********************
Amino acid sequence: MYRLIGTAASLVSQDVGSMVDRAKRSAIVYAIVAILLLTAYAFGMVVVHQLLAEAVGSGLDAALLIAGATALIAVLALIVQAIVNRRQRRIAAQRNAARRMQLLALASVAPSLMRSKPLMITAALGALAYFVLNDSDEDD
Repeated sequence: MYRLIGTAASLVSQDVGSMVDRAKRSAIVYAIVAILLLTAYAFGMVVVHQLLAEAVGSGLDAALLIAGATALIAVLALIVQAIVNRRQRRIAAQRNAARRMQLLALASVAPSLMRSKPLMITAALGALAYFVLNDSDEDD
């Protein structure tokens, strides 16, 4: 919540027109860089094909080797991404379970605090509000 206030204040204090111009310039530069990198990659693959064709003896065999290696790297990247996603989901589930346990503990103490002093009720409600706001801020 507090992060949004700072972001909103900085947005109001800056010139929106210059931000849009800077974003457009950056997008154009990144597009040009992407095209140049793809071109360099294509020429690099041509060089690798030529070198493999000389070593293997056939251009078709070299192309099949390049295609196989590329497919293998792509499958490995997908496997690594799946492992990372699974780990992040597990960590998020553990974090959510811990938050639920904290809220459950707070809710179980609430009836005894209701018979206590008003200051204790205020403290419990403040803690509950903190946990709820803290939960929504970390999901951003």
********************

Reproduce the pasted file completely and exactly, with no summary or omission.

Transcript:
Amino acid sequence: MYRLIGTAASLVSQDVGSMVDRAKRSAIVYAIVAILLLTAYAFGMVVVHQLLAEAVGSGLDAALLIAGATALIAVLALIVQAIVNRRQRRIAAQRNAARRMQLLALASVAPSLMRSKPLMITAALGALAYFVLNDSDEDD
Repeated sequence: MYRLIGTAASLVSQDVGSMVDRAKRSAIVYAIVAILLLTAYAFGMVVVHQLLAEAVGSGLDAALLIAGATALIAVLALIVQAIVNRRQRRIAAQRNAARRMQLLALASVAPSLMRSKPLMITAALGALAYFVLNDSDEDD
């Protein structure tokens, strides 16, 4: 919540027109860089094909080797991404379970605090509000 206030204040204090111009310039530069990198990659693959064709003896065999290696790297990247996603989901589930346990503990103490002093009720409600706001801020 507090992060949004700072972001909103900085947005109001800056010139929106210059931000849009800077974003457009950056997008154009990144597009040009992407095209140049793809071109360099294509020429690099041509060089690798030529070198493999000389070593293997056939251009078709070299192309099949390049295609196989590329497919293998792509499958490995997908496997690594799946492992990372699974780990992040597990960590998020553990974090959510811990938050639920904290809220459950707070809710179980609430009836005894209701018979206590008003200051204790205020403290419990403040803690509950903190946990709820803290939960929504970390999901951003």